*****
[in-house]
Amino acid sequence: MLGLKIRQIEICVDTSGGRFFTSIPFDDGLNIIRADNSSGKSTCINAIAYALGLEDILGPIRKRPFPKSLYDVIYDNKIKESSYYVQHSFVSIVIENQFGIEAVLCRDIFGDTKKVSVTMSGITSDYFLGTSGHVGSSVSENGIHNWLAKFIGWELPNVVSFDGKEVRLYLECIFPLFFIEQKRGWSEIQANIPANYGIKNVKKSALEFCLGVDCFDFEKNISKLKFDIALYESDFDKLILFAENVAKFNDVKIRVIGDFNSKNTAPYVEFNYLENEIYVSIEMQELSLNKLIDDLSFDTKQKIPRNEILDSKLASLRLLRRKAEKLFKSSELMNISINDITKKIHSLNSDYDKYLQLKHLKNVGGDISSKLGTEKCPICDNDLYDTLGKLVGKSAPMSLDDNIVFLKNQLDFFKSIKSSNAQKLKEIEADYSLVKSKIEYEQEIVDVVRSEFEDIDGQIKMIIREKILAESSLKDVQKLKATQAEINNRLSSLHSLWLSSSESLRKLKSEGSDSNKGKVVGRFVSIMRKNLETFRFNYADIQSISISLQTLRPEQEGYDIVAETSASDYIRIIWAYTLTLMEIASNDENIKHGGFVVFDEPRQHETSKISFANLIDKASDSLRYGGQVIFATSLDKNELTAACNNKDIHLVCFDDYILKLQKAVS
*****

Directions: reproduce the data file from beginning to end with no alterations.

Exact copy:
[in-house]
Amino acid sequence: MLGLKIRQIEICVDTSGGRFFTSIPFDDGLNIIRADNSSGKSTCINAIAYALGLEDILGPIRKRPFPKSLYDVIYDNKIKESSYYVQHSFVSIVIENQFGIEAVLCRDIFGDTKKVSVTMSGITSDYFLGTSGHVGSSVSENGIHNWLAKFIGWELPNVVSFDGKEVRLYLECIFPLFFIEQKRGWSEIQANIPANYGIKNVKKSALEFCLGVDCFDFEKNISKLKFDIALYESDFDKLILFAENVAKFNDVKIRVIGDFNSKNTAPYVEFNYLENEIYVSIEMQELSLNKLIDDLSFDTKQKIPRNEILDSKLASLRLLRRKAEKLFKSSELMNISINDITKKIHSLNSDYDKYLQLKHLKNVGGDISSKLGTEKCPICDNDLYDTLGKLVGKSAPMSLDDNIVFLKNQLDFFKSIKSSNAQKLKEIEADYSLVKSKIEYEQEIVDVVRSEFEDIDGQIKMIIREKILAESSLKDVQKLKATQAEINNRLSSLHSLWLSSSESLRKLKSEGSDSNKGKVVGRFVSIMRKNLETFRFNYADIQSISISLQTLRPEQEGYDIVAETSASDYIRIIWAYTLTLMEIASNDENIKHGGFVVFDEPRQHETSKISFANLIDKASDSLRYGGQVIFATSLDKNELTAACNNKDIHLVCFDDYILKLQKAVS